I don't think there's any evidence that the NWS can issue apocalyptic warnings with today's science and technology with any skill. One of the warnings on 14 April talked about a town being unrecognizable to survivors, but the town wasn't even hit. In addition, my understanding of the body of social science literature about messaging indicates that such apocalyptic wording will not necessarily lead to better response.
Better to be safe than sorry. Look at Joplin they had warning and watches but still it ripped through the town. It awesome out technology can see this and make quick alert but people have to use common sense. Tornado alert are usually for short time 4-8 hours stay home in safe place and wait it out. If you kids are somewhere else tell them to wait it out if it is in public area most business or government will warn it get people safe. Remember the area had no warning about the earthquake at least with tornado we get a warning.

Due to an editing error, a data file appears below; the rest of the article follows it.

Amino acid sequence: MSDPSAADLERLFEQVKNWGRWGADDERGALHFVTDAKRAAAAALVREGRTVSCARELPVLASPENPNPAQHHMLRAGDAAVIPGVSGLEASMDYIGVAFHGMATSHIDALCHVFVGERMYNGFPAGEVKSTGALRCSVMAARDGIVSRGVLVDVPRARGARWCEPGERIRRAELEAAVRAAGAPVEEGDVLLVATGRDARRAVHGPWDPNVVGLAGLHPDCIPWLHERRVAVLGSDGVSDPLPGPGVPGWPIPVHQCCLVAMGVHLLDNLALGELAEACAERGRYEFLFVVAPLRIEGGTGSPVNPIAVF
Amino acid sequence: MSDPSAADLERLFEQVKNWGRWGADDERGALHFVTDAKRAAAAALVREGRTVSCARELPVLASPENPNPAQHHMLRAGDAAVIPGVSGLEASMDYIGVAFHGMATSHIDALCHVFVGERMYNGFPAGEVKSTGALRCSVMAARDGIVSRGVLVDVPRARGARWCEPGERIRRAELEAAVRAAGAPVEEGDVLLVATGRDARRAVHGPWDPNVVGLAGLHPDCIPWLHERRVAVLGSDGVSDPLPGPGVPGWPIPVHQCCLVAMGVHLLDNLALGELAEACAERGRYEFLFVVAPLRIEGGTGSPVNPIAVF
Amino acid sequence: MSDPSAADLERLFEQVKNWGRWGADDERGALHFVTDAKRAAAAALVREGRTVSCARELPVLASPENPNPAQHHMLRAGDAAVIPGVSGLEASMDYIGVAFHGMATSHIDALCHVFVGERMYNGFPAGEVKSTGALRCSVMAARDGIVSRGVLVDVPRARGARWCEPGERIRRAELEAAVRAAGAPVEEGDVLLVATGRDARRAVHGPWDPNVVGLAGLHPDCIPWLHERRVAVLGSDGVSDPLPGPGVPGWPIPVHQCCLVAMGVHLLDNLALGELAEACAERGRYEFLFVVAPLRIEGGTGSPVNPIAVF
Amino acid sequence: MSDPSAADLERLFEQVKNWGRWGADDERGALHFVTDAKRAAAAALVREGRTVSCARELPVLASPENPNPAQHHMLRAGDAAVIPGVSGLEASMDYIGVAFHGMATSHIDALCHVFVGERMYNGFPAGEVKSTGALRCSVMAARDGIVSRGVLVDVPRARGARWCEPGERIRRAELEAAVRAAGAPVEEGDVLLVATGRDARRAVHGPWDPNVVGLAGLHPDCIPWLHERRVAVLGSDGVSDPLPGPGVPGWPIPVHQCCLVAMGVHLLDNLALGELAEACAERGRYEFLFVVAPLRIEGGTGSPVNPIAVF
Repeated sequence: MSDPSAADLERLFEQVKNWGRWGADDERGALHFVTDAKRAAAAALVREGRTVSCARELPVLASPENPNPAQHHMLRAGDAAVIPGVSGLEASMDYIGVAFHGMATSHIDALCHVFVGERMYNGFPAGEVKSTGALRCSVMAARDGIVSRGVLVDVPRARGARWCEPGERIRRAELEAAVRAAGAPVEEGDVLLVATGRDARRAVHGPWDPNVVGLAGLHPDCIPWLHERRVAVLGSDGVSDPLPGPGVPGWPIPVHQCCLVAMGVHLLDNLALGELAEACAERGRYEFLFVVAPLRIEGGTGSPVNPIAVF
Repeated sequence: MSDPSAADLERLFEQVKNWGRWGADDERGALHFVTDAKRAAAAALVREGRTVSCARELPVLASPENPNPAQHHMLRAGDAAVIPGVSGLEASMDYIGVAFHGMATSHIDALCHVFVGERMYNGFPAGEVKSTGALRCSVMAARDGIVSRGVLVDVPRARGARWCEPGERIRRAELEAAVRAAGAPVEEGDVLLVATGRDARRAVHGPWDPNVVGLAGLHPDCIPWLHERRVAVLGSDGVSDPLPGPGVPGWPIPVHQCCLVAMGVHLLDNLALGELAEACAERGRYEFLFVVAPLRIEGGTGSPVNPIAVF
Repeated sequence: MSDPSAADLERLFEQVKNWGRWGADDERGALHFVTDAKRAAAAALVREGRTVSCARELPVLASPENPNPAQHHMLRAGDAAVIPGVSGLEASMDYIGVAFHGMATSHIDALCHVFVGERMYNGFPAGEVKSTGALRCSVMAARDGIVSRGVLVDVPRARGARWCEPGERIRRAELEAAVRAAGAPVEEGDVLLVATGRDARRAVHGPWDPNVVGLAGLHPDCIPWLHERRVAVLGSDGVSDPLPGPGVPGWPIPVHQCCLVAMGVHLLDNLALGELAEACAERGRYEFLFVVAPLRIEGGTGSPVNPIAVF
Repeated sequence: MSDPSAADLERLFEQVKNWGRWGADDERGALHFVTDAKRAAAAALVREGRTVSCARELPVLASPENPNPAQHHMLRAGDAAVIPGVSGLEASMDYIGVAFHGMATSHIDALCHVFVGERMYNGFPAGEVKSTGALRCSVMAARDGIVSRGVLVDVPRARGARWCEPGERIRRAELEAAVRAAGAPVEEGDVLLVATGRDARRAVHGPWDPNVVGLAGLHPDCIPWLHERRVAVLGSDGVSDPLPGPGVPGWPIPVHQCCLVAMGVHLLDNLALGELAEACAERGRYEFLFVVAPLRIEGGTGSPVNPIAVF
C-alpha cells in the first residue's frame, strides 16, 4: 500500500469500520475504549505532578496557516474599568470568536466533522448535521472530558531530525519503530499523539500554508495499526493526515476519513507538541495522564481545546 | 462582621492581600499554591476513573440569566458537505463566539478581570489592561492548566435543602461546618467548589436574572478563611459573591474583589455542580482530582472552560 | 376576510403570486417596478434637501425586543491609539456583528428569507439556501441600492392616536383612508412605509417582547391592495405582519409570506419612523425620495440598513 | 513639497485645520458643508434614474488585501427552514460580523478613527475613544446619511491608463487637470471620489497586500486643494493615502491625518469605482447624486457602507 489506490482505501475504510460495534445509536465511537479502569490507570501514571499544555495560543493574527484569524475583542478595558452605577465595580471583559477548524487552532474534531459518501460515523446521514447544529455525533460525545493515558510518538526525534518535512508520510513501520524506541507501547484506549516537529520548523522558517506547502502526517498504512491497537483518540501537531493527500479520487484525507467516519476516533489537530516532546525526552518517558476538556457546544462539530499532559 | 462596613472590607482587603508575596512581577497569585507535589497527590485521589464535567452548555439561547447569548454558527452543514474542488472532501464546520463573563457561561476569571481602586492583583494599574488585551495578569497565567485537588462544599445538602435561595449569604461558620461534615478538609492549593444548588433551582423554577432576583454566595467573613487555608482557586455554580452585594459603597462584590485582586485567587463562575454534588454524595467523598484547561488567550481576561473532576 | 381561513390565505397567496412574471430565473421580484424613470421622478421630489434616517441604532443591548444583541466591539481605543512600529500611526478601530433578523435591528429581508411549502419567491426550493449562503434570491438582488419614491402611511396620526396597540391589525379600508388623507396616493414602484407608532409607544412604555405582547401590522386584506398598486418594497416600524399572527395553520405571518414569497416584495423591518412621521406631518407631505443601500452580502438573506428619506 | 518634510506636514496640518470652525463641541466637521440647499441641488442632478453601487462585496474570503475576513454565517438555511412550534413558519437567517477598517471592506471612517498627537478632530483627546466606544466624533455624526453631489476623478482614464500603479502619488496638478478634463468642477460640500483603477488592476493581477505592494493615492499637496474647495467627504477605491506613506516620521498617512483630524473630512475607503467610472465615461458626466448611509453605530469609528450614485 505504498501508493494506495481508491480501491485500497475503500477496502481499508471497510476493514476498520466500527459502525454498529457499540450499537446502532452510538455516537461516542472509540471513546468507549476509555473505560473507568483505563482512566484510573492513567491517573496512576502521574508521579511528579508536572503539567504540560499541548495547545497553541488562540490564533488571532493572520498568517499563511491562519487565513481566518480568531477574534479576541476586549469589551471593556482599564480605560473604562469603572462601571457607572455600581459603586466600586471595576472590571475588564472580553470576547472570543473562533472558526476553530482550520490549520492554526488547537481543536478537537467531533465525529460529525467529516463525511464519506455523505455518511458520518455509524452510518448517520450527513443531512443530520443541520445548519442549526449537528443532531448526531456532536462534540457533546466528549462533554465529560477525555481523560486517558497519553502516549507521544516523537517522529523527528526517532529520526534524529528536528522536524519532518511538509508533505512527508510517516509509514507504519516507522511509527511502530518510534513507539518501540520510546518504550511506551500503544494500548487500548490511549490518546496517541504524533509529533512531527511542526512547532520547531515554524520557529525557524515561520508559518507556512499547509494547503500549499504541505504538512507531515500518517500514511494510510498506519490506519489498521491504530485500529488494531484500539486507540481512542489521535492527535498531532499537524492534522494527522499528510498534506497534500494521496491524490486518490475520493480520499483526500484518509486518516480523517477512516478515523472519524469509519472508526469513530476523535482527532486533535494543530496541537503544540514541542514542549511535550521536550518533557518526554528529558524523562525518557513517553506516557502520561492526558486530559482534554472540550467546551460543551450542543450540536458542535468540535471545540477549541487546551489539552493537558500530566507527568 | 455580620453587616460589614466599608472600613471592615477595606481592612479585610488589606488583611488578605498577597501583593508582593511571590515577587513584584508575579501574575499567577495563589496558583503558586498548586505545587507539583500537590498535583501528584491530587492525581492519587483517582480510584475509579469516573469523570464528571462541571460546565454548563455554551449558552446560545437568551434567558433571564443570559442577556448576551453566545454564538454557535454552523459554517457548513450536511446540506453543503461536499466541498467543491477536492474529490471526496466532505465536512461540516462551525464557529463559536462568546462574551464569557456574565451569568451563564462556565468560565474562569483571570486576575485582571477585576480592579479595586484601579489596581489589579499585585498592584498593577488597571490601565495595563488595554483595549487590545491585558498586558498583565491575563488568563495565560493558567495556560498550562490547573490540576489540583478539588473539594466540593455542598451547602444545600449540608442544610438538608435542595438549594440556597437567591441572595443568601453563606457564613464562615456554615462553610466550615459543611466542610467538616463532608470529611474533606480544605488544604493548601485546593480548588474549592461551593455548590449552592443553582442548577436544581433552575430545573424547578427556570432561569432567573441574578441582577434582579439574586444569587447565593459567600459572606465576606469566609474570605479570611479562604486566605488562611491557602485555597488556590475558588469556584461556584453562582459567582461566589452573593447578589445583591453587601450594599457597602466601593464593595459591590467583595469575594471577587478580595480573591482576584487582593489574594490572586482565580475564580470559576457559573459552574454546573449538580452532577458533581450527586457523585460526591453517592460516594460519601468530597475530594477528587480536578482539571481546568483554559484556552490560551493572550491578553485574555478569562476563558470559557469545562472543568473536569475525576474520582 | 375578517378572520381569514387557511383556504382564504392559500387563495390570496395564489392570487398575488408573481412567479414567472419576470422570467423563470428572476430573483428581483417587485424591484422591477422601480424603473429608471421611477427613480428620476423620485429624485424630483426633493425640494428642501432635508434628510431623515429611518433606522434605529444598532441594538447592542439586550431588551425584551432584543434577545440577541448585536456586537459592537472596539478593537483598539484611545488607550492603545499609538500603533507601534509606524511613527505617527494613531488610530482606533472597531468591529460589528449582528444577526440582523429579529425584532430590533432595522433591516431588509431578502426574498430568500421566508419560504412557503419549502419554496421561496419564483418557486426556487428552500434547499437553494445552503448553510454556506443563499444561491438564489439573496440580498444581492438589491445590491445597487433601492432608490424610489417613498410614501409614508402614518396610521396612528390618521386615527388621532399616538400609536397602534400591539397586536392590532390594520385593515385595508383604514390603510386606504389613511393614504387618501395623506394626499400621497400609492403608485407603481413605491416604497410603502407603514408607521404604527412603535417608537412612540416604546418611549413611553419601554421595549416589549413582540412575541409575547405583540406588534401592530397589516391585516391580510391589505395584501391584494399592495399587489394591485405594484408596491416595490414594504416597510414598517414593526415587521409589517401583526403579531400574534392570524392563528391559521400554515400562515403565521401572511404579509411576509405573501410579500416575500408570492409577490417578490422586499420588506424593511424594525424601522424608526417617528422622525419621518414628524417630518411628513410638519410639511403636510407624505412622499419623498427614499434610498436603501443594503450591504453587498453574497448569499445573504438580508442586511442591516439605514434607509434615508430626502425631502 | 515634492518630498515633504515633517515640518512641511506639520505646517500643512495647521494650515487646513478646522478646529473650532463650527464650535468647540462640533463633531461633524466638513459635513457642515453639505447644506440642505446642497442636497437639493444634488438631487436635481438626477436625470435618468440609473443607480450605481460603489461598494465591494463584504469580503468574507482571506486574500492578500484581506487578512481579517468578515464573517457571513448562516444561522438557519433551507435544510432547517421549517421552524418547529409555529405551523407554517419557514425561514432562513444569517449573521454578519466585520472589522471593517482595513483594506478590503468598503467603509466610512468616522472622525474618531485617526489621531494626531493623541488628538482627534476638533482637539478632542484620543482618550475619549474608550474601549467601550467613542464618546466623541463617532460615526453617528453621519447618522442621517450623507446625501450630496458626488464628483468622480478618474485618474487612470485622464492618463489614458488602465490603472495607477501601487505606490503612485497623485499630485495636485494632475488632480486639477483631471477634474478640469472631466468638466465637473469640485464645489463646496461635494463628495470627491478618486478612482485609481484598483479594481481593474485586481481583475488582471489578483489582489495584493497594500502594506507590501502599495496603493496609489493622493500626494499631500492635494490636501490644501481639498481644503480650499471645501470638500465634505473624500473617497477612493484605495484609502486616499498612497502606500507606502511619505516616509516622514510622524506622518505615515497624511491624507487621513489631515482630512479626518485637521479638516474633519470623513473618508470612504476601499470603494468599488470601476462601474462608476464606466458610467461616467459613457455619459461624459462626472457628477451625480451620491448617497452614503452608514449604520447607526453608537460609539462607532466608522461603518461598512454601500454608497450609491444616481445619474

Thanks for the comments Harold and Adam. I think this points out we sure need more social science expertise and involvement in communicating risk and decisions when dangerous weather is forecast. 59 years ago today Worcester, MA tornado but then weather bureau did not issue a "watch" for fear of public panic
I just think people need to heed the warnings of potential tornadic and severe weather. Then, tune in to you guys to get the details on where the weather might be if there is severe weather. I really don't think it's that difficult! ie: Don't go outside if there is a dangerous storm approaching or in the area.
Well done, Bob. I wonder if Warnings with no ground confirmation should be referred to a Radar-Suggested Tornado Warning (or some similar phrasing). When ground confirmation is made, the phrasing could then be stepped up, with a full Tornado Warning issued. Certainly not a perfect solution (some are on the ground for several minutes before confirmed). I would imagine this cuts down on the FAR but also effects the POD in verification studies.